NASA Twin Study Offers Hope For Lengthier Spaceflights
NASA has released the results from its one-year study of twin astronauts Scott and Mark Kelly, and the news is encouraging.
The results of the 750 hours of research, which occurred from 2015-2016 and involved 10 teams and 84 scientists, appears in the journal Science.
While Scott took part in space-based biomedical studies involving known hazards like weightlessness and radiation, Mark participated in parallel studies on Earth.
Using twins providing an invaluable basis for comparison, particularly in areas like genomics.
For Scott Kelly's body, a year in space had quite different effects from six months; but overall, his record-setting 340-day stay on the International Space Station raised few cautionary flags.
Researchers observed notable changes in chromosomes, cognitive function and eyesight, all of which were previously observed on other spaceflights.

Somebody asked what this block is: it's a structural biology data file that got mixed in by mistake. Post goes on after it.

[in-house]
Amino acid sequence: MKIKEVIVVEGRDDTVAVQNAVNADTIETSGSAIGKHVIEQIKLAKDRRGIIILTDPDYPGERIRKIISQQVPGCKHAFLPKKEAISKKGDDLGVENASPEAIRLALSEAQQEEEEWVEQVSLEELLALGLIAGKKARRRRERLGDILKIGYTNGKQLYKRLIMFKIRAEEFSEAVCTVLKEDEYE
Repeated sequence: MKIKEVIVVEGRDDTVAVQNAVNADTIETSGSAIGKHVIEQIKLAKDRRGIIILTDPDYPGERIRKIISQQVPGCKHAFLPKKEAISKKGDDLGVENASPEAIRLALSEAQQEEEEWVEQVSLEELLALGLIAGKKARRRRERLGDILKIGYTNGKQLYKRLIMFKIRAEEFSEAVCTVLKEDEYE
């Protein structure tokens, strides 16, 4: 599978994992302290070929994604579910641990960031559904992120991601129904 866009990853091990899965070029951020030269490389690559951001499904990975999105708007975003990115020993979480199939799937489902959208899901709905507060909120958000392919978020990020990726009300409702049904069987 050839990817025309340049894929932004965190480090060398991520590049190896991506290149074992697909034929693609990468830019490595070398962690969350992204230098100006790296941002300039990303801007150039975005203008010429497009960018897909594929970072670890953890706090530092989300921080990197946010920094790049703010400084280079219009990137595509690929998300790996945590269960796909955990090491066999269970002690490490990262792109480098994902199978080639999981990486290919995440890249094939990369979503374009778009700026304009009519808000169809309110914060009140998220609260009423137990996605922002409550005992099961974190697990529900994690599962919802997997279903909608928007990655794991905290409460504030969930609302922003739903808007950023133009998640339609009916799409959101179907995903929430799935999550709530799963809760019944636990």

A notable exception involved a number of genes involved in immunity and DNA repair which, unlike other altered gene expressions, did not return to normal following his return to Earth.
One major surprise involved Scott's chromosomal ends, or telomeres, which lengthened in space rather than shortening due to stress and environmental exposure, as researchers expected. Scott's telomeres returned to normal six months after returning to Earth.
The flu shot Scott Kelly received in space worked just as it would have on Earth, which suggests the immune system functions normally during spaceflight.
Mark Kelly, now a candidate for senate, praised his brother's commitment to science. His comment which prompted a lighthearted exchange between the brothers.
"Hey, Mark, just real quick to interrupt you though, but I got all the glory, and you got a lot of work," said Scott.
"And I got people coming to my house for tubes of blood," Mark replied.
Future studies are needed to assess the effects of longer trips, like a seven-month jaunt to Mars, which will involve higher exposure to stress and radiation.